Defense Spending Remains Difficult to Cut

For all Robert Gates’ efforts, Congress is still reluctant to reduce military spending.

In recent months, American defense secretary Robert Gates has been waging a fierce battle with the defense establishment and industry about a series of announced budget cuts. Gates understands that austerity is necessary — “If the Department of Defense can’t figure out a way to defend the United States on half a trillion dollars a year,” he said last year, “then our problems are much bigger than anything that can be cured by buying a few more ships and planes” — but also politically expedient. If the Pentagon doesn’t start trimming its budget now, Congress is likely to interfere next year with cuts that will be more severe than what Gates is proposing.

Phil Ewing at The Scoop Deck commends Gates for his keeping ahead of what he describes as the “535-headed monster known as America’s legislative branch.”

He has been tossing scraps of meat over his shoulder to try to slow it down: command closures, efficiency efforts and tough talk about the profligate spending in his five-sided office building. But the scraps apparently aren’t enough — a Senate subcommittee voted this week to cut $8 billion from this year’s defense budget, including a whole littoral combat ship, and more snips could be on the horizon.

That’s not the whole story though. Ewing points out that Congressmen as Todd Akin and Gene Taylor of Missouri and Mississippi respectively are boasting that they have rescued certain defense programs. While some lawmakers are pressing for spending cuts, “others are advocating the Pentagon to spend more!”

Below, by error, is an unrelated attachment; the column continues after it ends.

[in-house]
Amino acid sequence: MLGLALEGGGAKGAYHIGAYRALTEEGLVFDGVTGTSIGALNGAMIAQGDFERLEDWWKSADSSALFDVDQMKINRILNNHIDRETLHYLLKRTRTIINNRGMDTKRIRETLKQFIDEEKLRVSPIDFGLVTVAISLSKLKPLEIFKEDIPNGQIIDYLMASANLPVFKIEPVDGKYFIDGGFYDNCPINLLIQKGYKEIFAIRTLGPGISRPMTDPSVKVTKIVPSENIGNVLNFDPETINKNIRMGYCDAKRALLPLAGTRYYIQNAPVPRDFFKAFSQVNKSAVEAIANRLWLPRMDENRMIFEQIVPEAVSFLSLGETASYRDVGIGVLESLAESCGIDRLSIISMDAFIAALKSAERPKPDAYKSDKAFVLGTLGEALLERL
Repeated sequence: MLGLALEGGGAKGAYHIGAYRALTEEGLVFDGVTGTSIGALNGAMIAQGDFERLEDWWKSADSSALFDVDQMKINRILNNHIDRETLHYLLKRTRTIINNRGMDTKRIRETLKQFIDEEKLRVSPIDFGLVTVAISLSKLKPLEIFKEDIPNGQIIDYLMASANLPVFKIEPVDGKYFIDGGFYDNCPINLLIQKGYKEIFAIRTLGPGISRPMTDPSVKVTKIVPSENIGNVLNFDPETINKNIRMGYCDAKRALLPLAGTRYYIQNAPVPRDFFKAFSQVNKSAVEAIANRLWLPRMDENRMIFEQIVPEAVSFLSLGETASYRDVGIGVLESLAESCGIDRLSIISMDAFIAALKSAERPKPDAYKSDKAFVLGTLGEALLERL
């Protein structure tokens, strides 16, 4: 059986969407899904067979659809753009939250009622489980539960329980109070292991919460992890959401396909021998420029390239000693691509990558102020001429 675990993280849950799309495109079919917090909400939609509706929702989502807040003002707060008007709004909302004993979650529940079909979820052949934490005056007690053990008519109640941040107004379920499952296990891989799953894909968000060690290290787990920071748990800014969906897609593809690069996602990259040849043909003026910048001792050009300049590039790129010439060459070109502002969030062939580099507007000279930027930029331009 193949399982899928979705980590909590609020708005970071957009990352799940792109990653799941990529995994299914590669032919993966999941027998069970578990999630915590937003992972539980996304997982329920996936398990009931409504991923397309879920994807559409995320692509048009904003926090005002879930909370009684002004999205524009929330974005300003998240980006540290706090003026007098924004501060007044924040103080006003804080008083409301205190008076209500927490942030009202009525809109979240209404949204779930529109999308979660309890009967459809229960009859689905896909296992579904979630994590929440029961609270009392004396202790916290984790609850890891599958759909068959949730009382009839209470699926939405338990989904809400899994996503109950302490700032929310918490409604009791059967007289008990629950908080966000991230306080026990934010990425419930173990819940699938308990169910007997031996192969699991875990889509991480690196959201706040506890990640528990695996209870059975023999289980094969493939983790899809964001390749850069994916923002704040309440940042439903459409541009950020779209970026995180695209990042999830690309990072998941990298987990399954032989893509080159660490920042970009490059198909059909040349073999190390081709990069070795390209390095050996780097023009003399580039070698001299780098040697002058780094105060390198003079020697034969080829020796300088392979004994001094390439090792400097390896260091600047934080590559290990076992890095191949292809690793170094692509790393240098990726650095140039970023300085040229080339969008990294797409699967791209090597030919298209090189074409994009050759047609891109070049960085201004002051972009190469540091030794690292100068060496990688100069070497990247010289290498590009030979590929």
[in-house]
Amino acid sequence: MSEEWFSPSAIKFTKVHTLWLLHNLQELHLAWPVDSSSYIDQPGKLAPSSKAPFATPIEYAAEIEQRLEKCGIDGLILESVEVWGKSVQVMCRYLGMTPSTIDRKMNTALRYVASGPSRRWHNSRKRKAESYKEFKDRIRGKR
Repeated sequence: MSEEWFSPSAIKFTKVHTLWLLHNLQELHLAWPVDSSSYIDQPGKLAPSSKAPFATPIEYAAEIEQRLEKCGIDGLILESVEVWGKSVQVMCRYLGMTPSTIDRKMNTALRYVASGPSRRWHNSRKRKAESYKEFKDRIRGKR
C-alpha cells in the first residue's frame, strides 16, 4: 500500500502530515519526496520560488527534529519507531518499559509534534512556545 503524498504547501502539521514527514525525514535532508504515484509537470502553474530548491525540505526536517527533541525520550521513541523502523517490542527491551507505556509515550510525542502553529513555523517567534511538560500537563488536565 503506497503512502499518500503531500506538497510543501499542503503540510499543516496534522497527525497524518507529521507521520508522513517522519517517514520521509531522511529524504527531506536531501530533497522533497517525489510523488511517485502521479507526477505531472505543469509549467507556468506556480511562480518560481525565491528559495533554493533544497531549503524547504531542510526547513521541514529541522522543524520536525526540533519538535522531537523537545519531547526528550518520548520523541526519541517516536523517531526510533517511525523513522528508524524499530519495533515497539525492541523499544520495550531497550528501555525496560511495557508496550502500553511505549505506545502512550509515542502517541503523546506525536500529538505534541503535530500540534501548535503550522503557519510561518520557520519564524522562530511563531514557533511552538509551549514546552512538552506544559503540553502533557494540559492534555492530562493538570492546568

So even as the reports continue to roll in about tomorrow’s austerity, or a “new era” in the defense game, things seem pretty normal.

Secretary Gates, who is reportedly considering to retire from the Obama Administration after this November’s midterm elections for Congress, still has a tough fight ahead. With the defense lobby fretting about his supposed spending “cuts”, the other side is urging him to scrap even more expensive procurement projects currently under consideration.

But if Gates has his way, the armed forces won’t actually have to do with less. Rather he intends to slow down the ballooning of defense spending that occurred after the attacks of 9/11. The secretary wants the Defense Department to do with just 1 percent budget growth a year. That will still leave defense to amount to about 20 percent of total federal spending and the American military by far the most powerful fighting force on the face of the earth.